Protective brass caps for fasteners help manufacturers re-use components and make changes to machine tools.

Rapidcaps-fastener-capsTHE RAPid CAP STORY

In 2013, George and I were sitting in the long, grey conference room with our customer. He was complaining, “The problem is, when I want to make changes to the weld fixture, it’s a real pain because the fasteners are all full of weld spatter. We can’t get at the socket to remove the screw.”

This sounded a bit familiar. Sometimes it takes hearing a thing more than once for it to sink through our thick skulls. At that moment, we realized that this was an issue with most of our customers that did welding to produce their end product. George and I looked at each other. “What if we made something to protect the screws from splatter,” I asked. “Would that make it easier for you to use and re-use our RAPid Tooling Components?

Sure!” he said. “When I was done with a fixture I could re-use the components if I want to… or even to add an adjustment shim if we need to.

George is good at coming up with great designs. He and his team were behind the idea of RAPid Tooling Components back in 2000. So I let him stew on it. I told him that once he got a few made we needed to send them into the real world to be tested.

It didn’t take him long to come up with a design for RAPid Caps.

So we sent some out to our customers to try on their fixtures. The feedback was terrific and orders came in before we were set up to market them. RAPid Caps obviously fill a need in the welding and weld fixture world.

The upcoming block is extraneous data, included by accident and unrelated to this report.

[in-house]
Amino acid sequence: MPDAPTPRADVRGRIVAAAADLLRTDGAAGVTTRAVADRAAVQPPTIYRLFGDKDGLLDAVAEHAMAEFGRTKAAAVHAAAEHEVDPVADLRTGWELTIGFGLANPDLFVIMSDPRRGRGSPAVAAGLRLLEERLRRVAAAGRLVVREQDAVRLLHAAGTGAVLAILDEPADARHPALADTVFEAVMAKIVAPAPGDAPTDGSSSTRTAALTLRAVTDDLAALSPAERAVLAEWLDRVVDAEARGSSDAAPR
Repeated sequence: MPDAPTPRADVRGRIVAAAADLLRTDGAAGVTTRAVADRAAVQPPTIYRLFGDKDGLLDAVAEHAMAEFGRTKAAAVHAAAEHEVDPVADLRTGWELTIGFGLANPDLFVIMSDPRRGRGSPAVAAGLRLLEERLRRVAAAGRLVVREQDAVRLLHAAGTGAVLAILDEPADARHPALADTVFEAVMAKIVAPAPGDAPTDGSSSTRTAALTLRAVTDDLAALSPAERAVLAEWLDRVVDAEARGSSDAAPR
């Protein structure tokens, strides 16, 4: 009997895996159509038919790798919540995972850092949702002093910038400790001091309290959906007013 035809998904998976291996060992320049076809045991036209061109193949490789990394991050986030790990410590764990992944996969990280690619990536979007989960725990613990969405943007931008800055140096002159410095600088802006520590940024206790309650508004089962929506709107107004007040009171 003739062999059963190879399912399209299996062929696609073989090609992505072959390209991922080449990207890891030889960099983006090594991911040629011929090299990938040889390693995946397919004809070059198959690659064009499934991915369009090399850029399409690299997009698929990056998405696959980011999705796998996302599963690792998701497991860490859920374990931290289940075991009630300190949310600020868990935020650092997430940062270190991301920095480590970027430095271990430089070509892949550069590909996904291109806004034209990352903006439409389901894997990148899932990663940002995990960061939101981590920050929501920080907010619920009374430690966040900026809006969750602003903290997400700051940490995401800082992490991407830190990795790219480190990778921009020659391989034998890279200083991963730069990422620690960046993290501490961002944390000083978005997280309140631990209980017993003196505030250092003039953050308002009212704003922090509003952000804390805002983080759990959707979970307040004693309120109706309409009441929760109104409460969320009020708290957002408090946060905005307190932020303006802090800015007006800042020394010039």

Susan Straley
Queen of Lean Machine Design
Rentapen Inc.


RAPid Caps are made of brass. A round stem presses into the socket of a socket head cap screw and covers the top of the screw leaving a slight gap between the head of the screw and the RAPid cap.

Pop-off-screw-capThe tip of a screw driver is wedged into the gap and pops the cap off.

Adjustments and changes can be made. And the cap can be pressed back into the socket to provide spatter protection again.
RAPid Caps come in inch and metric sizes. Check out Rentapen’s RAPid Caps web page for sizes and ordering instructions.

The Preliminary Review – Weld Splatter

It’s a jig, it’s a fixture, whatever you call it, it holds the product together while it is being welded or assembled. In this lesson we are going to look at weld splatter and what to do to keep your fixture ( or jig ) functional.

In tip #5 of the previous blog we talked about looking over the fixture design to review efficiency and functionality of the design. You might want to develop a check off list of items you should explore at this stage.

#1 Can you get your part out after it is welded. Remember the splatter!
#2 Can you eliminate any parts?
#3 Can you make any parts with less machining?
#4 To maintain adjustability, what do you need to protect from weld splatter?

Let’s take a look at our simple weld fixture and see if we can improve upon it.

In the short time we have together I tried to be brief and may have skipped over some important stuff. So be sure to sign up for future updates and education on the form at the right. =============>>>

There it is. Now for a bit of light-hearted fun, check out the song video we recently added to our Shims page!

Please feel free to comment or add suggestions for future topics.   I’d love to hear from you!


[author][author_info]Susan Straley, aka, Queen of Lean Machine Design, is the President of Rentapen Inc. in Waukesha, WI. She helps manufacturers reduce costs through excellence in 3D Machine Design Services, RAPid Tooling Components(TM), and Just-in-Time Laser Cutting Services(TM). Susan can be reached at 262-542-8891.[/author_info] [/author]